If you write stories you chose to Puy these questions in the foreground. I believe that you cannot create a character without having her/him go after the answer of these questions.
          And so, given that you deal with them each day in your work, yes, I think at a certain point they become questions you also deal with in your life

  2. Joe Jansen on June 16, 2021 at 5:09 am

    Maybe these “understories” resonate with us because it’s how we move through the world ourselves. We think we’re farmhands working some backwater, barely aware that we’re on our own hero’s journey.

    • Chuck DeBettignies on June 16, 2021 at 7:17 am

      Yes, I agree Joe. That’s my understanding and belief.

      Deliberately putting in that understory, which often follows the heroes journey structure, has us resonating with a story in a way that’s hard to put into words, and something we may not be consciously aware of.

      I’ve heard that if you strike a tuning fork and get it vibrating, and then put another tuning fork next to it, the second tuning fork will begin vibrating in a sympathetic vibration.

      I think this understory idea works in a similar way, where we resonate at deep level with the hero’s journey framework that we share, both with the characters in the story and each other.

    • Kate Stanton on June 16, 2021 at 7:30 am

      Another great blog post by Steven! I’m reading a book right now about the author/authority an author has to tell their story. Readers like to see parts of themselves in the protagonist. Luke Skywalker overcomes family dysfunction, passivity, and becomes his true Self as The War of Art describes. We all have two selves. The one with the masks we portray to the world, and the one we are truly inside. I recently picked up Big Magic that some recommended on here. Part of my hero’s journey or understory as a songwriter is definitely shedding the old self–the “not good enough” self I learned from childhood.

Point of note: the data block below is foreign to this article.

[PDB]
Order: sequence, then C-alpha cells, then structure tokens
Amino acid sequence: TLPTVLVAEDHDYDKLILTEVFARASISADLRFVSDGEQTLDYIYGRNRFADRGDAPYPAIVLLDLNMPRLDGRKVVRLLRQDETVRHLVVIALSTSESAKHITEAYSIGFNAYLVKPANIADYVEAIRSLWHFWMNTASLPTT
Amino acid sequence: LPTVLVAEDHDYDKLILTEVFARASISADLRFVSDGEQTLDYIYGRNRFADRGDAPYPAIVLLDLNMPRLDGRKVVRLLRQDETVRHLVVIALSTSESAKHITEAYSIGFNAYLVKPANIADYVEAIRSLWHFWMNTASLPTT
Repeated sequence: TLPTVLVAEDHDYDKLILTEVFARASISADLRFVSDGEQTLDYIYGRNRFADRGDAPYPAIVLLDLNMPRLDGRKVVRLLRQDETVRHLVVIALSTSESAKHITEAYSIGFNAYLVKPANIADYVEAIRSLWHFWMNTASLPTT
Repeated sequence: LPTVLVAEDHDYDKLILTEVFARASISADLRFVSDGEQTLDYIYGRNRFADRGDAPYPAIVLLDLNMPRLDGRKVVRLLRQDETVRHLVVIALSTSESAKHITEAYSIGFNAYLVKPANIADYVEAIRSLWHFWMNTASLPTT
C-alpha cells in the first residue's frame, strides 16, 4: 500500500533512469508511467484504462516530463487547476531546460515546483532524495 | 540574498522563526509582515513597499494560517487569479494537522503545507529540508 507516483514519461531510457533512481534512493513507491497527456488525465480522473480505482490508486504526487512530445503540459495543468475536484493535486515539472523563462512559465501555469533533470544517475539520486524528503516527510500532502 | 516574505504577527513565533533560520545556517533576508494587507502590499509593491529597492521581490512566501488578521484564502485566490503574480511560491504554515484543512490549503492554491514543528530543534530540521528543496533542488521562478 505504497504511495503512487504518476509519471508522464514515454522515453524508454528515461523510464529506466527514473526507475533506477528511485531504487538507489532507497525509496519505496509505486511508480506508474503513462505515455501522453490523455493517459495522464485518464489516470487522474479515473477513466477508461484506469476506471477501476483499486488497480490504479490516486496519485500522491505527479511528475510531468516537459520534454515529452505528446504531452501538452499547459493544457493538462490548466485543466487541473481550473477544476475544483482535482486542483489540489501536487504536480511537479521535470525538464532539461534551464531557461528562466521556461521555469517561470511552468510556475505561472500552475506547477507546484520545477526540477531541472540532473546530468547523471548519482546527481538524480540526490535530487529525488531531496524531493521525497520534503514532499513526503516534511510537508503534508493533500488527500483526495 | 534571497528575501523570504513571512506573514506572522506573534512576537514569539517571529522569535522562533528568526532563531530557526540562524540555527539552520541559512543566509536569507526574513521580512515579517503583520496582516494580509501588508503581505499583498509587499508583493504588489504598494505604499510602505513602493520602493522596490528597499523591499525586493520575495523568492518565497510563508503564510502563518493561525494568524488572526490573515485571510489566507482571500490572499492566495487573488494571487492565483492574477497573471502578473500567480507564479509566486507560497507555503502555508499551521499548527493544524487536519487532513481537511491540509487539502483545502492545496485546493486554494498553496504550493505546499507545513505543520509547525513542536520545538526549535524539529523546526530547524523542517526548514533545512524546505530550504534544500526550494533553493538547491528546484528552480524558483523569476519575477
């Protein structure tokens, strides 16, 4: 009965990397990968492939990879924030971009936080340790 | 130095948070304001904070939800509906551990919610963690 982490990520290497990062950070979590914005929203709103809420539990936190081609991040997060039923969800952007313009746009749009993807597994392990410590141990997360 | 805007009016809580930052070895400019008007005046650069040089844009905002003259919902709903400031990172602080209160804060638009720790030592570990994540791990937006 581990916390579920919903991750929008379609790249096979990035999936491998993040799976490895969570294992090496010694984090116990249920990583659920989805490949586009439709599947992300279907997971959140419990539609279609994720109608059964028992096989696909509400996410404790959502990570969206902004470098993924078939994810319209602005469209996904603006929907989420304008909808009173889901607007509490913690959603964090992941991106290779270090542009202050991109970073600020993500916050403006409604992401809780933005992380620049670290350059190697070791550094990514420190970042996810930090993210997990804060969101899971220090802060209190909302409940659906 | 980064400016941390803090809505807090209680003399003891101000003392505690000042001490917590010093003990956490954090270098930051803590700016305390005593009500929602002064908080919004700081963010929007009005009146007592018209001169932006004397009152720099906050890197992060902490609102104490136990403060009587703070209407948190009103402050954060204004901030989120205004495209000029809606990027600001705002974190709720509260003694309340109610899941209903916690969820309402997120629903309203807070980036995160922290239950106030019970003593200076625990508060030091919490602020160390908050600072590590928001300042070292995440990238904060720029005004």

From Elsa in Disney’s Frozen to Daniel Plainview in There Will Be Blood, the Hero’s Journey isn’t always easy or in black or white. All the shades of grey come into play–am I the victim? Am I the villian? OR, am I responsible for my own well-being and will create my own skills and revelation out of the pit of death & rebirth. Fascinating stuff!!

      Btw Joe, I listened to your thoughtful podcast with Maureen and Katie Anderson. I literally had goosebumps when you all were discussing the generousity of spirit in regards to grief. Thank you for sharing your light. I wholeheartedly believe many people who act out in any way are dealing with a stage of grief they haven’t processed yet. Teens may not yet have the tools to cope with grief. It’s a wonderful thing you wrote a book to help both the adults in their life and the teens themselves to work through grief. I also enjoyed hearing about reenactments. It reminds me of method acting. It’s very important this art doesn’t go away–such a beautiful way to share history! Check out this artful conversation by Maureen:
      http://maureenanderson.com/audio/060521hour1.mp3

      • Joe on June 16, 2021 at 11:59 am

        Kate… I agree that people relate more to stories, novels, film, music… by seeing some aspect of themselves reflected there. I liked this short video on the “beholder’s share”: https://aeon.co/videos/on-the-beholders-share-how-past-experience-influences-our-perception-of-art

        Shedding “not good enough” is good medicine. I like what the Stoics have to say about having choice over how to respond.

        I think we’re probably all part hero and part villain. Depends who you ask.

        Thanks for sharing that link. It was a good conversation with Maureen and her daughter/co-host Katie (and engineer/producer/husband/father Darrell). I’m afraid I was too windy. First time I’d ever talked with anyone on a podcast… shorter answers are better. Look forward to listening to their conversation with you coming up next week.

        • Maureen Anderson on June 16, 2021 at 5:35 pm

          Thanks, you two!

          Maureen, also known as that rare person who hasn’t seen Star Wars

          • Kate Stanton on June 17, 2021 at 6:28 am

            Hi Maureen! You’re welcome. It was an enjoyable listen.